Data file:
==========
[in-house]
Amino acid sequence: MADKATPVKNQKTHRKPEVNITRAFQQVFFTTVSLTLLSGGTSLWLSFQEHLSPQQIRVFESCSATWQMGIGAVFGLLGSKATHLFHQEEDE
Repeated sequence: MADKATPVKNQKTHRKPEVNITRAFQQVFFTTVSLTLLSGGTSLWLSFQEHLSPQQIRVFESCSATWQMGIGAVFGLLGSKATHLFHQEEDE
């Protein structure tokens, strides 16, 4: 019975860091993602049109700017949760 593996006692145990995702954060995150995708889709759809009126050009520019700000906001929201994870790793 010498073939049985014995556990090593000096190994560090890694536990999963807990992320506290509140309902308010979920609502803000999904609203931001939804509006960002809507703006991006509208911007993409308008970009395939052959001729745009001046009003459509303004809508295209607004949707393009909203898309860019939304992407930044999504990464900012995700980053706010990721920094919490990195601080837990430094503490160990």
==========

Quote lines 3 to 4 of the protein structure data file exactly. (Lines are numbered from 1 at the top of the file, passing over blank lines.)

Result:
Repeated sequence: MADKATPVKNQKTHRKPEVNITRAFQQVFFTTVSLTLLSGGTSLWLSFQEHLSPQQIRVFESCSATWQMGIGAVFGLLGSKATHLFHQEEDE
């Protein structure tokens, strides 16, 4: 019975860091993602049109700017949760 593996006692145990995702954060995150995708889709759809009126050009520019700000906001929201994870790793 010498073939049985014995556990090593000096190994560090890694536990999963807990992320506290509140309902308010979920609502803000999904609203931001939804509006960002809507703006991006509208911007993409308008970009395939052959001729745009001046009003459509303004809508295209607004949707393009909203898309860019939304992407930044999504990464900012995700980053706010990721920094919490990195601080837990430094503490160990």